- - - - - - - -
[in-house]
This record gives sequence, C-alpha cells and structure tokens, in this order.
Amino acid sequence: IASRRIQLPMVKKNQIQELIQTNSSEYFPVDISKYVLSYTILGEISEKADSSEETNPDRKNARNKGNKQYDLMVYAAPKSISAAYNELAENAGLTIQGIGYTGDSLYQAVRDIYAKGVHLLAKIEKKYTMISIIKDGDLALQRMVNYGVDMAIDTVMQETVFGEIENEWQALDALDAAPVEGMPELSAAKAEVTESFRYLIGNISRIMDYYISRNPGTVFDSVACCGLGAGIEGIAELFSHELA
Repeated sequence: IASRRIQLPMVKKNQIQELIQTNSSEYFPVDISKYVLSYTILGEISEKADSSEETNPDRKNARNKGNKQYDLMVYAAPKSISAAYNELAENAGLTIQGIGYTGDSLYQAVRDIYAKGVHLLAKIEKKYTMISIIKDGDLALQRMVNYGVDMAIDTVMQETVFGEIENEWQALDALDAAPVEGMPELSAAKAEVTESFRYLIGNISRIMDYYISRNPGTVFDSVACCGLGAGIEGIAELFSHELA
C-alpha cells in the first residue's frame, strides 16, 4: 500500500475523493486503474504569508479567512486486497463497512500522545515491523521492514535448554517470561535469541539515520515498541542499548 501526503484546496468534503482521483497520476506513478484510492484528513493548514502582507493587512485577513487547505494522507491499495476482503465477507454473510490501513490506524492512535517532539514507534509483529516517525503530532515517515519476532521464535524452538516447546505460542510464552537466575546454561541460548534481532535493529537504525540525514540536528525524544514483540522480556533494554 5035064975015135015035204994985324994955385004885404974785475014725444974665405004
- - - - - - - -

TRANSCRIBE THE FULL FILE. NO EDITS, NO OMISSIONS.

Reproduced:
[in-house]
This record gives sequence, C-alpha cells and structure tokens, in this order.
Amino acid sequence: IASRRIQLPMVKKNQIQELIQTNSSEYFPVDISKYVLSYTILGEISEKADSSEETNPDRKNARNKGNKQYDLMVYAAPKSISAAYNELAENAGLTIQGIGYTGDSLYQAVRDIYAKGVHLLAKIEKKYTMISIIKDGDLALQRMVNYGVDMAIDTVMQETVFGEIENEWQALDALDAAPVEGMPELSAAKAEVTESFRYLIGNISRIMDYYISRNPGTVFDSVACCGLGAGIEGIAELFSHELA
Repeated sequence: IASRRIQLPMVKKNQIQELIQTNSSEYFPVDISKYVLSYTILGEISEKADSSEETNPDRKNARNKGNKQYDLMVYAAPKSISAAYNELAENAGLTIQGIGYTGDSLYQAVRDIYAKGVHLLAKIEKKYTMISIIKDGDLALQRMVNYGVDMAIDTVMQETVFGEIENEWQALDALDAAPVEGMPELSAAKAEVTESFRYLIGNISRIMDYYISRNPGTVFDSVACCGLGAGIEGIAELFSHELA
C-alpha cells in the first residue's frame, strides 16, 4: 500500500475523493486503474504569508479567512486486497463497512500522545515491523521492514535448554517470561535469541539515520515498541542499548 501526503484546496468534503482521483497520476506513478484510492484528513493548514502582507493587512485577513487547505494522507491499495476482503465477507454473510490501513490506524492512535517532539514507534509483529516517525503530532515517515519476532521464535524452538516447546505460542510464552537466575546454561541460548534481532535493529537504525540525514540536528525524544514483540522480556533494554 5035064975015135015035204994985324994955385004885404974785475014725444974665405004